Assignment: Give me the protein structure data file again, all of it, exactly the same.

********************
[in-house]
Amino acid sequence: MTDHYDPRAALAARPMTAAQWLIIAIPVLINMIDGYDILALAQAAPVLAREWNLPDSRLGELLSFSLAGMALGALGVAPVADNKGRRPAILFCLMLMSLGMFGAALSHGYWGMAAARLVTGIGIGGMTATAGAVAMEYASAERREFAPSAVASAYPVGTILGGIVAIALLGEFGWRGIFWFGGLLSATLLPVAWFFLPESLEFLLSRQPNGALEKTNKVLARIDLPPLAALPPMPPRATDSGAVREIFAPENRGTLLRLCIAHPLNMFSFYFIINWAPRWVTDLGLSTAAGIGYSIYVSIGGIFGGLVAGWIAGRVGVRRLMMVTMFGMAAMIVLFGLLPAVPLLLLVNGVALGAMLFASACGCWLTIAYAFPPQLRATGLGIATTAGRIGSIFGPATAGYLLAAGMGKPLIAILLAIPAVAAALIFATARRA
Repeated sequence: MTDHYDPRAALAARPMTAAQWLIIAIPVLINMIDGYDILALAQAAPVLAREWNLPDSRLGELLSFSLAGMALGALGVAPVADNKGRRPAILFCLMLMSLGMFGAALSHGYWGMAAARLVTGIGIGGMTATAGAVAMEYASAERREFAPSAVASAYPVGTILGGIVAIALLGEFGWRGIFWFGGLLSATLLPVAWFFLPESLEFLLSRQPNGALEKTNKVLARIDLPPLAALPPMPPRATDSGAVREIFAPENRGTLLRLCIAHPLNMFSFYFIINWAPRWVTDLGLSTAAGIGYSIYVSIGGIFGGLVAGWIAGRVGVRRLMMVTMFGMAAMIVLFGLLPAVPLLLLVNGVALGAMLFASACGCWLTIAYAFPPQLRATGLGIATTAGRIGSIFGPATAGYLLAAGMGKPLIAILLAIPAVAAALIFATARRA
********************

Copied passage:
[in-house]
Amino acid sequence: MTDHYDPRAALAARPMTAAQWLIIAIPVLINMIDGYDILALAQAAPVLAREWNLPDSRLGELLSFSLAGMALGALGVAPVADNKGRRPAILFCLMLMSLGMFGAALSHGYWGMAAARLVTGIGIGGMTATAGAVAMEYASAERREFAPSAVASAYPVGTILGGIVAIALLGEFGWRGIFWFGGLLSATLLPVAWFFLPESLEFLLSRQPNGALEKTNKVLARIDLPPLAALPPMPPRATDSGAVREIFAPENRGTLLRLCIAHPLNMFSFYFIINWAPRWVTDLGLSTAAGIGYSIYVSIGGIFGGLVAGWIAGRVGVRRLMMVTMFGMAAMIVLFGLLPAVPLLLLVNGVALGAMLFASACGCWLTIAYAFPPQLRATGLGIATTAGRIGSIFGPATAGYLLAAGMGKPLIAILLAIPAVAAALIFATARRA
Repeated sequence: MTDHYDPRAALAARPMTAAQWLIIAIPVLINMIDGYDILALAQAAPVLAREWNLPDSRLGELLSFSLAGMALGALGVAPVADNKGRRPAILFCLMLMSLGMFGAALSHGYWGMAAARLVTGIGIGGMTATAGAVAMEYASAERREFAPSAVASAYPVGTILGGIVAIALLGEFGWRGIFWFGGLLSATLLPVAWFFLPESLEFLLSRQPNGALEKTNKVLARIDLPPLAALPPMPPRATDSGAVREIFAPENRGTLLRLCIAHPLNMFSFYFIINWAPRWVTDLGLSTAAGIGYSIYVSIGGIFGGLVAGWIAGRVGVRRLMMVTMFGMAAMIVLFGLLPAVPLLLLVNGVALGAMLFASACGCWLTIAYAFPPQLRATGLGIATTAGRIGSIFGPATAGYLLAAGMGKPLIAILLAIPAVAAALIFATARRA